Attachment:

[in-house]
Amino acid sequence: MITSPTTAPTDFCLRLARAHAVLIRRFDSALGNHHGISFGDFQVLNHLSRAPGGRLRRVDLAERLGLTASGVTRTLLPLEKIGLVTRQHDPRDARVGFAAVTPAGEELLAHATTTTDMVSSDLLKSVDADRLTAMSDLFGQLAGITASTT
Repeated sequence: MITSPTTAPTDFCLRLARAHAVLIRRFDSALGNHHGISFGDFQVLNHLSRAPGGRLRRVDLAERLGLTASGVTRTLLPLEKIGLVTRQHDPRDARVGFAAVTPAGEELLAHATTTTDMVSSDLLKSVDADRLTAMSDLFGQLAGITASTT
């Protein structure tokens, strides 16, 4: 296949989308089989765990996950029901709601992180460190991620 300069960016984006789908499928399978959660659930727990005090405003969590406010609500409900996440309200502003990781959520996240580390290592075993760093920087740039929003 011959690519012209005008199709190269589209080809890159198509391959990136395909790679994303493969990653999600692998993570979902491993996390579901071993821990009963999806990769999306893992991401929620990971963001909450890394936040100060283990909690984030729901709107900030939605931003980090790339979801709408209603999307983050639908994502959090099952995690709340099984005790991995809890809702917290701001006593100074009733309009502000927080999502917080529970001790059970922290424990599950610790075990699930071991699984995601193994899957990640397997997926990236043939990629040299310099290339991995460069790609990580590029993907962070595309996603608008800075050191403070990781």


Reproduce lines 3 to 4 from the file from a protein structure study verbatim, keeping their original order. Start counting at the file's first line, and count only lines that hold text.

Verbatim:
Repeated sequence: MITSPTTAPTDFCLRLARAHAVLIRRFDSALGNHHGISFGDFQVLNHLSRAPGGRLRRVDLAERLGLTASGVTRTLLPLEKIGLVTRQHDPRDARVGFAAVTPAGEELLAHATTTTDMVSSDLLKSVDADRLTAMSDLFGQLAGITASTT
């Protein structure tokens, strides 16, 4: 296949989308089989765990996950029901709601992180460190991620 300069960016984006789908499928399978959660659930727990005090405003969590406010609500409900996440309200502003990781959520996240580390290592075993760093920087740039929003 011959690519012209005008199709190269589209080809890159198509391959990136395909790679994303493969990653999600692998993570979902491993996390579901071993821990009963999806990769999306893992991401929620990971963001909450890394936040100060283990909690984030729901709107900030939605931003980090790339979801709408209603999307983050639908994502959090099952995690709340099984005790991995809890809702917290701001006593100074009733309009502000927080999502917080529970001790059970922290424990599950610790075990699930071991699984995601193994899957990640397997997926990236043939990629040299310099290339991995460069790609990580590029993907962070595309996603608008800075050191403070990781």